Orin Kerr and Dan Solove are giving great advice at PrawfsBlawg on the sine qua non of the AALS meat market: the job talk. Orin invited comments (there are some great ones) and trackbacks, so here is my contribution to the dialogue.
Big Picture Stuff. First, a job talk is not a job talk is not a job talk. Schools have different perspectives on both the meaning and the importance of it. I had interviews with schools in all USNWR tiers, and call backs in the 2nd and 3rd, so I feel as if I saw a spectrum of school cultures. I felt that at some schools, the job talk was see what kind of an intellectual I was: how my mind worked, how well I could point/counterpoint with my colleagues, and what sort of things interested me. At other schools, I felt the job talk was a teaching audition: how well could I hold an audience's attention, how well could I explain complex material to people who were intelligent, yet ignorant of the underlying topic, how well could I organize my thoughts, and how comfortable was I in front of an audience fielding questions? And, within a faculty, there will be differences of opinion on whether the job talk is a scholarly audition or a teaching audition. You should think of it as both.
Because of this, faculty at some schools will feel that it is their obligation to ask questions. They have been asked to judge this moot court round, and they have to put you through your paces. As others have commented on, some people will have a genuine question, and others will be asking questions either to impress their superiors or to air their particular viewpoints. Some may just be playing devil's advocate or throwing you a softball. Just as in moot court, welcome all questions and look like you are tickled pink that a particular question is asked.
However, at other schools, you may not get any questions. The faculty may think you did a great job, but may have a different sense of what their role there is. Don't assume that you bombed if there are no questions. (I got offers at schools with no questions.)
Small Picture Stuff. If you are practicing law now, and the only public speaking you do is once or twice a year at a ten-minute hearing or leaving phone messages, try to remember public speaking tips. Don't be distracting. Don't fiddle with your pen or your water bottle. Don't rattle the change in your pockets. Get out from behind the podium. Walk around. Be animated. Remember the law professors you liked, and try to remember what they did in class. Don't talk too fast. Definitely practice in front of live people.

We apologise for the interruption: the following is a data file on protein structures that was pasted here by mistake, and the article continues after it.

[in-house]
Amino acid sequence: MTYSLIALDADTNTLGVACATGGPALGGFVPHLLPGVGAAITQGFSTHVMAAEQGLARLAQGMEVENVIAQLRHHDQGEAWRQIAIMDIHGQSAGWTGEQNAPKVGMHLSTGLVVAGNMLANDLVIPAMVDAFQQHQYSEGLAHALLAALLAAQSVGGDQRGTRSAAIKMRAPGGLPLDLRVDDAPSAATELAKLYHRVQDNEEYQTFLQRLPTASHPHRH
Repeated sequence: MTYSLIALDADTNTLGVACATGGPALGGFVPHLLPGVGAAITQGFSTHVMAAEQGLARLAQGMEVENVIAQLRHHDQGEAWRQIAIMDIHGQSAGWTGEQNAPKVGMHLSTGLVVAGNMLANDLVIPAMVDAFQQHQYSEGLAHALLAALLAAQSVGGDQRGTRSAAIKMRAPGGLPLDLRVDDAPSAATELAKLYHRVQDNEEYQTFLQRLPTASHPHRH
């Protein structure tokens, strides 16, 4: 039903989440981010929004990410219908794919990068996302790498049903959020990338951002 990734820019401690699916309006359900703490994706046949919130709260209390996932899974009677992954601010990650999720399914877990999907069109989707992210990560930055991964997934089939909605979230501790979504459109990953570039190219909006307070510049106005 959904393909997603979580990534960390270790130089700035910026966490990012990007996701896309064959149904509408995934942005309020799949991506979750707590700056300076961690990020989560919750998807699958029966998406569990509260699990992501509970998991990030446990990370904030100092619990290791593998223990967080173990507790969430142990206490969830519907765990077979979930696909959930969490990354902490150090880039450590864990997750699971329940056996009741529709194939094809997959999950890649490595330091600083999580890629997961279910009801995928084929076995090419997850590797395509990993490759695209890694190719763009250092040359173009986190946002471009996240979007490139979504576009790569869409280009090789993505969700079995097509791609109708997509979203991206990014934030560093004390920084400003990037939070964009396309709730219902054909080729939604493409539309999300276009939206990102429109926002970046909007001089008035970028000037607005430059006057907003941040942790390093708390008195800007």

Don't read. Don't take your paper with you to the podium. Take notes or an outline, but don't take your paper.
Think about what kind of technology you want. I have seen PowerPoint job talks and overhead job talks and just standing there job talks. Do what makes you feel comfortable. If you've never done PowerPoint before, this may be a bad time. Find out ahead of time what the technology situation is. In 2003, I did not use PowerPoint for my job talk, but I did have a one-page outline that I handed out. This way, in case questioning interrupts the flow of your outline, your audience will know that you were going somewhere. I've even seen candidates with fairly technical or specialized topics have a handout with an outline and a glossary, which is helpful. It's also a physical memento to help your audience remember you.
Middle Picture Stuff. This will sound stupid, but have a conclusion. I did not realize until after my first job talk that I had no solution to the problem that I painstakingly had reasoned out. My thesis was that no one thought there was a problem, but see how there is a problem, and see how everything could hit the fan if things continue. But no solution. The paper had been accepted, but not yet edited, and my conclusion was "see how bad this problem is?" Have a solution.
Be able to state your thesis in two sentences. (This helps if you have a conclusion.) Someone will say to you in a morning interview: "I can't be at your job talk because I have class then. What is your talk about?" Be able to succinctly characterize your talk for them.
I don't think there is a right or wrong answer to a question posed in the comments at PrawfsBlawg along the lines of whether your job talk should be from a published work or a WIP. I would suggest the WIP, all things being equal. People can read your other paper, so this will familiarize them with both works. Also, it gives the sense that you are continuing your scholarly pursuit and are, in fact, in the middle of something right then. Also, it gives you more wiggle room during your job talk to say things like "that is a really great angle that I have not thought of before. I am going to have to think about that and see if I can work that into the paper."
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